5 things I love about being an immigrant

The author and her nephew tasting falling snow in Winnipeg.

Photo of the author tasting snow  by Len Loza.  © Used by permission

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It is not easy to leave a life to which you have grown accustomed. It’s comfortable, familiar and warm.

So, why are we here? Why did we choose to fly halfway across the world to a new place where we would need to start from zero, work extra hard to be accepted, and learn to embrace the cold?

Well, some may be fleeing wars, famine or oppressive conditions. Others move because they need better paying jobs, clean air, or a better environment. There could be a multitude of reasons but it all boils down to our desire to have a better life for ourselves and our children.

So for the moment, let me set aside my worries and rave about my new home. Allow me to share with you the top five things I love about being an immigrant:

Tell me, the first time you experienced snow, did you stick out your tongue to taste it? Well, I did. I felt foolish and exhilarated at the same time!

  1. Your sense of awe is activated

    When you move to a new country, you observe everything closely and with great interest. Even the simplest things can cause wonder. You’ll be saying things like “Wow, I didn’t know that they had that here! “Oh, so that’s the way they do it.”. And somehow you feel more alive because you’re experiencing new things. Tell me, the first time you experienced snow, did you stick out your tongue to taste it? Well, I did. I felt foolish and exhilarated at the same time!

  2. You can be a new person

    Not everyone is given a chance to reboot and live their lives in a totally new way. When you’re an immigrant, you have the option of choosing a new path, maybe a new career, style of clothing, even a new perspective in life. Most of the people you’ve grown up with aren’t here to judge you or mock you about your new choices. You get a chance to leave baggage from the past and start fresh.

  3. You are shaken out of complacency

    We take many things for granted when we’ve lived for a long time in a certain place. At a certain point, you become satisfied with the status quo. The danger is that you don’t strive for anything more or learn anything new in this comfort zone. When you’re an immigrant, you have to observe, learn, analyze and strategize to survive. Continuous learning becomes a way of life. Assimilating requires breaking free from old ways of thinking and embracing new concepts and perspectives.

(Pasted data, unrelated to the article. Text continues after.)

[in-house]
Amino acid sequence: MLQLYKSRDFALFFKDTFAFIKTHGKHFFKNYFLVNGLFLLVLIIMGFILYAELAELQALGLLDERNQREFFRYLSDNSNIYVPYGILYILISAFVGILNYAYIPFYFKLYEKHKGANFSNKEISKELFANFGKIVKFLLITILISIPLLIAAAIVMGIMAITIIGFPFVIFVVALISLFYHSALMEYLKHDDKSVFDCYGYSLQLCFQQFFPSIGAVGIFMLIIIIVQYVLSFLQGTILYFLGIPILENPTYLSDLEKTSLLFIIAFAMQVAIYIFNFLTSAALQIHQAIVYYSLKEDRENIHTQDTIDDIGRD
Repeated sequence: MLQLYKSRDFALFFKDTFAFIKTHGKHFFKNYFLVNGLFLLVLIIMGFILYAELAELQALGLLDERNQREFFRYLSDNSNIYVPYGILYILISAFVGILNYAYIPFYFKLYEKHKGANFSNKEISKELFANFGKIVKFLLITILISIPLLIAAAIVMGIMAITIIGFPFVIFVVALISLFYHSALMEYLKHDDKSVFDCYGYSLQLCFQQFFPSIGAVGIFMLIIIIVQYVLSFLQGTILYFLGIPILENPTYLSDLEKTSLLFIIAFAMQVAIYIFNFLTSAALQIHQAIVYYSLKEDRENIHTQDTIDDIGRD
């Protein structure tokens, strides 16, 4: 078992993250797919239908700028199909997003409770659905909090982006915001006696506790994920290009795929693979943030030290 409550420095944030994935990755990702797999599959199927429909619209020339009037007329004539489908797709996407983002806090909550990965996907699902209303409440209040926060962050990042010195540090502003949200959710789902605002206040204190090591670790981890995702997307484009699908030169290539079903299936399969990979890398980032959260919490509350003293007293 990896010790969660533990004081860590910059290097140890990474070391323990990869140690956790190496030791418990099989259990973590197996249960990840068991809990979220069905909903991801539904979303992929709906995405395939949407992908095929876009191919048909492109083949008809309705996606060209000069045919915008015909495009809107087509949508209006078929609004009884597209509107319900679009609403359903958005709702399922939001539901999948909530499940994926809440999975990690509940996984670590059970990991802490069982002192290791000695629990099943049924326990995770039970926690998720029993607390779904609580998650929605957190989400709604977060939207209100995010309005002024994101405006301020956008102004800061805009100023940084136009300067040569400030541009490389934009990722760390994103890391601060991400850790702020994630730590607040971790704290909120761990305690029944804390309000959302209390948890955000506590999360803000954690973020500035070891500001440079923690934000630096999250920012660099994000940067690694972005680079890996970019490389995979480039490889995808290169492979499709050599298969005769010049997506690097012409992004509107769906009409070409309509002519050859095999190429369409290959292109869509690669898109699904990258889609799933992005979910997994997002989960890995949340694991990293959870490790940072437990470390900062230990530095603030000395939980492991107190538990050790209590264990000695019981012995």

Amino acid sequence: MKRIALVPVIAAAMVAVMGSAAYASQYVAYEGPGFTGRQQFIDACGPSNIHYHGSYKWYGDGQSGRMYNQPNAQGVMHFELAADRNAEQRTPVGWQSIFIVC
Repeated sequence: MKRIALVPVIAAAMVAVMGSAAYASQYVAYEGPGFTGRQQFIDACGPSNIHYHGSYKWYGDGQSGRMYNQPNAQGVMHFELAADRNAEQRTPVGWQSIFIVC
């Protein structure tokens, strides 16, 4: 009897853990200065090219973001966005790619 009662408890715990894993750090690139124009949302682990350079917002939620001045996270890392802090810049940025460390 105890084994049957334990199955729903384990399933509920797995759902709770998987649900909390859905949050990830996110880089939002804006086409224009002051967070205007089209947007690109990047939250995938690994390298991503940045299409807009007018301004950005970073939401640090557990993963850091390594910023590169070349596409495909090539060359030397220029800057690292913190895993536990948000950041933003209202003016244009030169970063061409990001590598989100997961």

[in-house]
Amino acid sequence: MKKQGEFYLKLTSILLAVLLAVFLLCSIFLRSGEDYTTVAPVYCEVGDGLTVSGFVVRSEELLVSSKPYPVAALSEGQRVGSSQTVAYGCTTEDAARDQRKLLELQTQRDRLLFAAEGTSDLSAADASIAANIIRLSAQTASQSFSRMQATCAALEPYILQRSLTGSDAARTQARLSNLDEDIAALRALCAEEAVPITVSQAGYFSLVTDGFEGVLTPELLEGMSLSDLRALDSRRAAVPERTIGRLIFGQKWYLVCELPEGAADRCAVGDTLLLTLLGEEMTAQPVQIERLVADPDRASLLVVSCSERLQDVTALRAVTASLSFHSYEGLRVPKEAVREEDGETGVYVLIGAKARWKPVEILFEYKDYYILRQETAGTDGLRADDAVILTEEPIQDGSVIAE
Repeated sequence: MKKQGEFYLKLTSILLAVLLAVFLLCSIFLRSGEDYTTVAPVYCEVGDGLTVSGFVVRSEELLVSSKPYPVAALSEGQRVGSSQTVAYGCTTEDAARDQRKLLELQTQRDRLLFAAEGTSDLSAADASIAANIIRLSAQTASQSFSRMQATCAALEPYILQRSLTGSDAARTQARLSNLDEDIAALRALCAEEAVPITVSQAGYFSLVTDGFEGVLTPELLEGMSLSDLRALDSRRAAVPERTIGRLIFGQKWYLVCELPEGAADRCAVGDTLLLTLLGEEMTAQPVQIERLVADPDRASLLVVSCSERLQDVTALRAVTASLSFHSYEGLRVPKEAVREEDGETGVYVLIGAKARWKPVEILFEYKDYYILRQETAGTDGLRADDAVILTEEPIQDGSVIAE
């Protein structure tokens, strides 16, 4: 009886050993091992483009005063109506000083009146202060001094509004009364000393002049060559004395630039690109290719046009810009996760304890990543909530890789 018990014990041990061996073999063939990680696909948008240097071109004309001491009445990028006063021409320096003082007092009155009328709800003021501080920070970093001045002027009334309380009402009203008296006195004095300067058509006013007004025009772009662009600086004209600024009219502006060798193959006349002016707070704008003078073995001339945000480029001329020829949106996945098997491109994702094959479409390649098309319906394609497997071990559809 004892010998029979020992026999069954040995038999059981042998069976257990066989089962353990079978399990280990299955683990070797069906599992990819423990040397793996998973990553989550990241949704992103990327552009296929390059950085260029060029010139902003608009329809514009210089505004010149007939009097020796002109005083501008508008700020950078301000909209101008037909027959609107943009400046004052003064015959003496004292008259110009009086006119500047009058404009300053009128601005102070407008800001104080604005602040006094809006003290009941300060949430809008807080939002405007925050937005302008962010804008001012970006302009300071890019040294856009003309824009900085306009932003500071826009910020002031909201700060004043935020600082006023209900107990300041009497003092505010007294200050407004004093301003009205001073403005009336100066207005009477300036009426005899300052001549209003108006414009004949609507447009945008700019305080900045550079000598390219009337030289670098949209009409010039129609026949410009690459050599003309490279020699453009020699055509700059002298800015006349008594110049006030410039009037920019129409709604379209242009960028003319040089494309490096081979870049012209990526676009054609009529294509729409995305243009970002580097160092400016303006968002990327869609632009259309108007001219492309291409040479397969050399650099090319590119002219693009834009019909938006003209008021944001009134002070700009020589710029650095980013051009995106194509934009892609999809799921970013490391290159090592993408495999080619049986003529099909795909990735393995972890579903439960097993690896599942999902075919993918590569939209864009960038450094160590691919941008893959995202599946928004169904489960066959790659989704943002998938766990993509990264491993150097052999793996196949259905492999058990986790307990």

4. You develop a new appreciation for your home country

    Absence does make the heart grow fonder. Those who’ve had native food cravings would know! As for me, I know now that nothing compares to the pristine beauty of the beaches in my country and I regret not having spent more time appreciating them while I was there.

    It also comes as a surprise that I sometimes miss some of the most annoying aspects of my life back home. For instance, there are ubiquitous jeepneys that ply the streets almost 24 hours a day in the city that I lived in. These cause traffic jams (because jeepney drivers never follow traffic rules) and pollution (both noise and air). But after a particularly challenging day of figuring out which bus number goes where, I realized that I would not be in this predicament if there were jeepneys here.

  5. You appreciate your strengths more

  6. It was not until I experienced starting from zero in my career that I discovered that I could be resilient and mature in handling adversity. I’m still working on it, but I know now that it’s possible to develop patience, expand your way of thinking, make mistakes (and forgive yourself for them), and continue learning new things at whatever age or stage in life you are in.

What’s the top five on your list?

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CLB 3-4: 5 things I love about being an immigrant

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